The first 78 miles to the control in New Salem, MA went by fairly quickly. Once the sun rose, I could tell the day would be clear with a pleasant if not warm temperature. The terrain over the first leg was relatively flat—not too different than riding in the Piedmont. The scenery was beautiful and of course everyone was excited, fresh, and damn near giddy.


The organizers of BMB put on a great ride. The cue sheets are exceptionally understandable and accurate. They’ve even gone to the trouble to paint arrows on the road at every turn along the entire course. I can’t say enough for their hospitality and support. The food is good and plentiful, mechanics are knowledgeable and prepared, and control staffs are helpful and go out of their way to pamper riders when possible.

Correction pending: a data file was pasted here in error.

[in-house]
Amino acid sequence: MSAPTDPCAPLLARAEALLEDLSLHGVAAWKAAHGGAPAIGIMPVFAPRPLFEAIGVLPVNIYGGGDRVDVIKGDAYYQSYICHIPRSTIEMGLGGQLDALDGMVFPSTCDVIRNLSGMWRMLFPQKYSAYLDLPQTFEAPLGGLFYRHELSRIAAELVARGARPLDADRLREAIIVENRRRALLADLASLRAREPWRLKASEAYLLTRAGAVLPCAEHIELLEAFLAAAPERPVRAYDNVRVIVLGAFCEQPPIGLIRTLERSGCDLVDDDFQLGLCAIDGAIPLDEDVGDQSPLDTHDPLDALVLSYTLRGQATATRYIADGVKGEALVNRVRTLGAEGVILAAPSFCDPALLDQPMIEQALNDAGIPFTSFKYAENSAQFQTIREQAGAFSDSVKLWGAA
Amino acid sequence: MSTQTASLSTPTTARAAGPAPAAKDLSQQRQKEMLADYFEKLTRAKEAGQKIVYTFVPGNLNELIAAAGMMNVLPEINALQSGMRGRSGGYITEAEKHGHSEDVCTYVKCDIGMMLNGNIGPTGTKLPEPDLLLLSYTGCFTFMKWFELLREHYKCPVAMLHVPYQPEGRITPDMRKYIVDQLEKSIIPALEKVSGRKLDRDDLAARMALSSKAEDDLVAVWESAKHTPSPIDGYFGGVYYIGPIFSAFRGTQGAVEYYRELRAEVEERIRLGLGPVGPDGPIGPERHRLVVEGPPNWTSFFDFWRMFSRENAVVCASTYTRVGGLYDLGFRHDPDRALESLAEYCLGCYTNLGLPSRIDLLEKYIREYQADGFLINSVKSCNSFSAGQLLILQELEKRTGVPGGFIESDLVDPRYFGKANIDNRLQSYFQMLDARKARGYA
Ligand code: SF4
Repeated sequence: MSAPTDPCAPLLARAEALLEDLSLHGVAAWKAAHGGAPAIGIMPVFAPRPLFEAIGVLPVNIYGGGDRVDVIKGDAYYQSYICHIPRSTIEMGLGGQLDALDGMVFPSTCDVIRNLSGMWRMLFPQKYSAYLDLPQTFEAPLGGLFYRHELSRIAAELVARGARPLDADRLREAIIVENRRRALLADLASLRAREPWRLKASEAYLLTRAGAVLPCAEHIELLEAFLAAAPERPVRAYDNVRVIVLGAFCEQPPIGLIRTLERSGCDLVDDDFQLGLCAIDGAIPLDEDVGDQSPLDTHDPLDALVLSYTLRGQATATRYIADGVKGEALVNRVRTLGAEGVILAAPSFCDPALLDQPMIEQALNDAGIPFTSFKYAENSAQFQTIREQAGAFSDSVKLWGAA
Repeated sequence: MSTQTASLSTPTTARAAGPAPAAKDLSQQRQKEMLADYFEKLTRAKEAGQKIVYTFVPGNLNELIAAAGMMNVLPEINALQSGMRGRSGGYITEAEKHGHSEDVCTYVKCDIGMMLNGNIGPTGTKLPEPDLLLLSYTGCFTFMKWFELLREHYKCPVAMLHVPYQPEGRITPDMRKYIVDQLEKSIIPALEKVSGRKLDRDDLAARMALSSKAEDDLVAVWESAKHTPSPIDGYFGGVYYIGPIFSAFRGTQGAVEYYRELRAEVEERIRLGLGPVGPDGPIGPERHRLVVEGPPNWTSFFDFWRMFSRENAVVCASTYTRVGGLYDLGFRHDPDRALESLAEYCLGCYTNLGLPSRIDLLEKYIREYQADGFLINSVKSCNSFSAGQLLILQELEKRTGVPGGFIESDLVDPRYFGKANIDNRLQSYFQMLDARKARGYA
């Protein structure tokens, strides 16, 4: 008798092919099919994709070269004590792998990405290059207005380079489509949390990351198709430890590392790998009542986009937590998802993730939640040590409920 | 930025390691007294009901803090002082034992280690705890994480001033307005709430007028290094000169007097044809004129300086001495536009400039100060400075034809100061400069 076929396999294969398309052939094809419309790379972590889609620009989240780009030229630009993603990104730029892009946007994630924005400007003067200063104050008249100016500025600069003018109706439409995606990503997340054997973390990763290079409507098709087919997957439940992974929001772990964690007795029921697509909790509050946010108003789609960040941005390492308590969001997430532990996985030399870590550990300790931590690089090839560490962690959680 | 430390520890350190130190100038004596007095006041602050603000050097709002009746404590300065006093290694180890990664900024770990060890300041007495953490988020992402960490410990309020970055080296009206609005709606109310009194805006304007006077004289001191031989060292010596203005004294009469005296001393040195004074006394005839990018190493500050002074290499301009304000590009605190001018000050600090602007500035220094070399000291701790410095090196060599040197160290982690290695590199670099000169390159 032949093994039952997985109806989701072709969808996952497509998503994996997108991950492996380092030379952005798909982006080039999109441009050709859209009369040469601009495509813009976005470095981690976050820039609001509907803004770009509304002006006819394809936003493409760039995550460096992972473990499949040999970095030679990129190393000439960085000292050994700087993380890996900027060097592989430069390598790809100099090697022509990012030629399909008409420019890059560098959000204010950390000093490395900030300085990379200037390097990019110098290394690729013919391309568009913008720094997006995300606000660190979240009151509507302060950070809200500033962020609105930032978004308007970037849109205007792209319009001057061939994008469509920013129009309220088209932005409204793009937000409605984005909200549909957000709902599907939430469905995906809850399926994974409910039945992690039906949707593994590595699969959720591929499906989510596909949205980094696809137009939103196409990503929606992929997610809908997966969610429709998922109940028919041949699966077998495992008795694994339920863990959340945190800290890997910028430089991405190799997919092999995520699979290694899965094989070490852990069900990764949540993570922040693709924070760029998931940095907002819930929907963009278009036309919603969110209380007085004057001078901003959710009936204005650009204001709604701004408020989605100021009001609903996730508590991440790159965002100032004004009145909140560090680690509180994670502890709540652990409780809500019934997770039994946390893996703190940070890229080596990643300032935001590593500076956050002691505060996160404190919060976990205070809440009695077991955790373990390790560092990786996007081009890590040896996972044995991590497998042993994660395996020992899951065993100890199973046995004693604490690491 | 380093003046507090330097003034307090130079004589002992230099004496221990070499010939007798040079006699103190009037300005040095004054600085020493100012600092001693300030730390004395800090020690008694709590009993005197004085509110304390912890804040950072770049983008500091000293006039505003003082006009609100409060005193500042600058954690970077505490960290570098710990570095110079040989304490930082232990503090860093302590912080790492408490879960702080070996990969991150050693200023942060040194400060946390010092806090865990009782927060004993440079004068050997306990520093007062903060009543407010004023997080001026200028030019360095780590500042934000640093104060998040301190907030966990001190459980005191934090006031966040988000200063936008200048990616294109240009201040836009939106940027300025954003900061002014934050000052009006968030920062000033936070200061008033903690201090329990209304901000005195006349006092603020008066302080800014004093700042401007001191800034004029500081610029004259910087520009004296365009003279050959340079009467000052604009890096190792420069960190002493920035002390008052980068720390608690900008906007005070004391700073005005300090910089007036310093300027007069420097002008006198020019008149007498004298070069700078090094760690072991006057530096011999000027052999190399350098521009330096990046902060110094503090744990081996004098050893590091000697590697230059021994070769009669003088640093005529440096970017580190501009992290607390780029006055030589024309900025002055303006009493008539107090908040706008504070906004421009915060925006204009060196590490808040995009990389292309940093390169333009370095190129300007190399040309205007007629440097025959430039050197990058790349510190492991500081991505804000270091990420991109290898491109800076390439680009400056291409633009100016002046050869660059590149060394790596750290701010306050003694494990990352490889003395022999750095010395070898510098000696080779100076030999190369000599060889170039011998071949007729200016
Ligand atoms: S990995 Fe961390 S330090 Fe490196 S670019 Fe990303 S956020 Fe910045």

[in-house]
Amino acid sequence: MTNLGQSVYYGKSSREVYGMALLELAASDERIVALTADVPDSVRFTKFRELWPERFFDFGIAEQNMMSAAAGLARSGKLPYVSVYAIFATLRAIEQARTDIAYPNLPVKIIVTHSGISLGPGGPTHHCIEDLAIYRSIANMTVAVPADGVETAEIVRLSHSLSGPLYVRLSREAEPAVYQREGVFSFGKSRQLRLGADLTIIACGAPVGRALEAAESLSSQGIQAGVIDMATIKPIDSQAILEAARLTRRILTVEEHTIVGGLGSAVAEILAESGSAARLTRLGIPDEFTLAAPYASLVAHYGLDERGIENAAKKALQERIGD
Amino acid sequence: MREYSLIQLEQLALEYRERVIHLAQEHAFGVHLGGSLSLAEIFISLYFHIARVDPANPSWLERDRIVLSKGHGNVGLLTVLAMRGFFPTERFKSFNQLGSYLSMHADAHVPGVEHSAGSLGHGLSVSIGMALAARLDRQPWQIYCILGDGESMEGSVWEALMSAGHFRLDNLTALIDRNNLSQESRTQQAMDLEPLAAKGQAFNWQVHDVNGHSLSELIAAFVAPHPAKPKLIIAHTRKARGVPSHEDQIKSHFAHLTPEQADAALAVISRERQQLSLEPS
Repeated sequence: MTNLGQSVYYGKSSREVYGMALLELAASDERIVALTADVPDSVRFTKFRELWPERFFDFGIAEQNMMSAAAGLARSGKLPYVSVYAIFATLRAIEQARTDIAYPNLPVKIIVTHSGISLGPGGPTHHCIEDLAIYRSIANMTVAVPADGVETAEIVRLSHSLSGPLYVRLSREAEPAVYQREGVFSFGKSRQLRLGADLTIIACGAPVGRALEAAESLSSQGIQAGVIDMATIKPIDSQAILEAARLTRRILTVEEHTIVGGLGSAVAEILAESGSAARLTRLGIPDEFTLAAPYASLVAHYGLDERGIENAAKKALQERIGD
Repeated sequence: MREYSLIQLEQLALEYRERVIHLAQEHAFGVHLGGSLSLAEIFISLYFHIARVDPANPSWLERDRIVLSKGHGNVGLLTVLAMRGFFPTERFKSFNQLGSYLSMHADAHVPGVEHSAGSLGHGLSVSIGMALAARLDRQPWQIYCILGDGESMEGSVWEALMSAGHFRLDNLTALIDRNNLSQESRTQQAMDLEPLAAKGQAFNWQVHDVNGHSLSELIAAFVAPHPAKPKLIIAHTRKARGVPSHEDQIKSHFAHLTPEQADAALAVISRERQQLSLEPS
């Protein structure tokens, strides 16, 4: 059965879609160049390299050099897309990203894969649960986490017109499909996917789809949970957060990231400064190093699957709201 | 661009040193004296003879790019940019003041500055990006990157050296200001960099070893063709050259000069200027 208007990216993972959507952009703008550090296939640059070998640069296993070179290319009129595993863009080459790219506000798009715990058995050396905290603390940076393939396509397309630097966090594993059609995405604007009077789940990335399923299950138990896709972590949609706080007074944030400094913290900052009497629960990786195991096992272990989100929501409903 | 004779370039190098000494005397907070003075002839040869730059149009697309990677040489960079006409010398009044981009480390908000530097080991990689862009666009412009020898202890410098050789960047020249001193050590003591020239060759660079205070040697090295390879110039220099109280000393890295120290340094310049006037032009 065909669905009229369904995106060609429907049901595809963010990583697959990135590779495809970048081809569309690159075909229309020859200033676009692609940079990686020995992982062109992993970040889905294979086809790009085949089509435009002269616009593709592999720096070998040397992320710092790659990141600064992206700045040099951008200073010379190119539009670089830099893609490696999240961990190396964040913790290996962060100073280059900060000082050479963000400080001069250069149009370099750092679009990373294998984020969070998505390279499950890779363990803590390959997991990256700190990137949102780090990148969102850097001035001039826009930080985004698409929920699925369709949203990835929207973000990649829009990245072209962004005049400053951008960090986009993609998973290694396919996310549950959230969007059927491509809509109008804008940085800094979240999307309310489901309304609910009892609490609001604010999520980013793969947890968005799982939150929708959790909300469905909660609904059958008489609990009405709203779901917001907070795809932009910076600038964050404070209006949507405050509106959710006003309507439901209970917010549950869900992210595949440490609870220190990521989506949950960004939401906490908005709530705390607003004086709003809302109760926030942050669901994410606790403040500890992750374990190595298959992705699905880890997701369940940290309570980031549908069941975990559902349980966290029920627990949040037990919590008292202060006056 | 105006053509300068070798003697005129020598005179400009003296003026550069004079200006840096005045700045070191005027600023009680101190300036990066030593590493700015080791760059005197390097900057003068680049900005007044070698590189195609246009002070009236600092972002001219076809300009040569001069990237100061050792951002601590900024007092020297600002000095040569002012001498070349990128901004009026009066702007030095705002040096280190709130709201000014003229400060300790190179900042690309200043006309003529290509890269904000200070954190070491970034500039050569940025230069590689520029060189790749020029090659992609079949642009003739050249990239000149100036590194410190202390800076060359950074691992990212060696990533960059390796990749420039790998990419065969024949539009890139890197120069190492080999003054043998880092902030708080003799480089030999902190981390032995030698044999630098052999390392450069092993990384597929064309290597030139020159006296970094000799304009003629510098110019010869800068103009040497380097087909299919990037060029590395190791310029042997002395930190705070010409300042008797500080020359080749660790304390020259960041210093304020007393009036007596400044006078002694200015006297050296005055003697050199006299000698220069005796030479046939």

The stretch [after Killington] offered a nice descent and then a flat stretch along a river through farm land. I met Jim Melville from Albany, NY during this section and rode with him to the base of Middlebury Gap as the sun set and the sky quickly darkened. This climb is not very long, but the grade is at least 15% in places and the road surface is frankly terrible. I concentrated on completing ¼ mile sections. With my standard double chain-ring (53:39) and 12:25 cassette, it was a real knee buster—by far the hardest climb I’ve ever done. I am not ashamed to admit that I had to stop twice to get my heart rate down and catch my breath. I was maxed out completely.


Passing through Williston, we spotted a Friendly’s restaurant and I got a craving for real food…. I think we shocked the restaurant patrons and the staff at how quickly we could snarf down a plate of food.